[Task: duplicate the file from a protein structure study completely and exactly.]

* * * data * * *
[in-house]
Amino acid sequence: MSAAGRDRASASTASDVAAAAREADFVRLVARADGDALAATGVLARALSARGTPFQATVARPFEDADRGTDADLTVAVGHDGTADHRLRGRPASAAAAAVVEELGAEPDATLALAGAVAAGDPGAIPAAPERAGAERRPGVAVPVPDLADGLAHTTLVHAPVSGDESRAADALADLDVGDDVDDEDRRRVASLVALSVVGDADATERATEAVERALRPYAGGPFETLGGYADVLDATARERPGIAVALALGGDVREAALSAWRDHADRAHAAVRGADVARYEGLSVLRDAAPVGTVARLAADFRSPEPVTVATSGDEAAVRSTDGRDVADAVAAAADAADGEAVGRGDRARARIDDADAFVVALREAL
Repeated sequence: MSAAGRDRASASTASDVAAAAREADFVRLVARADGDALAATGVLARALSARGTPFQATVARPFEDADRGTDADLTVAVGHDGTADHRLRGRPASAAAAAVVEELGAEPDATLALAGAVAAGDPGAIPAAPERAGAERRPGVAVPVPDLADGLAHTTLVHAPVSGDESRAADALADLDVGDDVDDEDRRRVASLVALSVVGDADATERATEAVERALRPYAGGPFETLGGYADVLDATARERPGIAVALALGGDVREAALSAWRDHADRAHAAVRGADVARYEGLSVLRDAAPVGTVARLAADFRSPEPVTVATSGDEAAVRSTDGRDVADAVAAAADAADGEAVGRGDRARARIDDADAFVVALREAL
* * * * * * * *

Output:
[in-house]
Amino acid sequence: MSAAGRDRASASTASDVAAAAREADFVRLVARADGDALAATGVLARALSARGTPFQATVARPFEDADRGTDADLTVAVGHDGTADHRLRGRPASAAAAAVVEELGAEPDATLALAGAVAAGDPGAIPAAPERAGAERRPGVAVPVPDLADGLAHTTLVHAPVSGDESRAADALADLDVGDDVDDEDRRRVASLVALSVVGDADATERATEAVERALRPYAGGPFETLGGYADVLDATARERPGIAVALALGGDVREAALSAWRDHADRAHAAVRGADVARYEGLSVLRDAAPVGTVARLAADFRSPEPVTVATSGDEAAVRSTDGRDVADAVAAAADAADGEAVGRGDRARARIDDADAFVVALREAL
Repeated sequence: MSAAGRDRASASTASDVAAAAREADFVRLVARADGDALAATGVLARALSARGTPFQATVARPFEDADRGTDADLTVAVGHDGTADHRLRGRPASAAAAAVVEELGAEPDATLALAGAVAAGDPGAIPAAPERAGAERRPGVAVPVPDLADGLAHTTLVHAPVSGDESRAADALADLDVGDDVDDEDRRRVASLVALSVVGDADATERATEAVERALRPYAGGPFETLGGYADVLDATARERPGIAVALALGGDVREAALSAWRDHADRAHAAVRGADVARYEGLSVLRDAAPVGTVARLAADFRSPEPVTVATSGDEAAVRSTDGRDVADAVAAAADAADGEAVGRGDRARARIDDADAFVVALREAL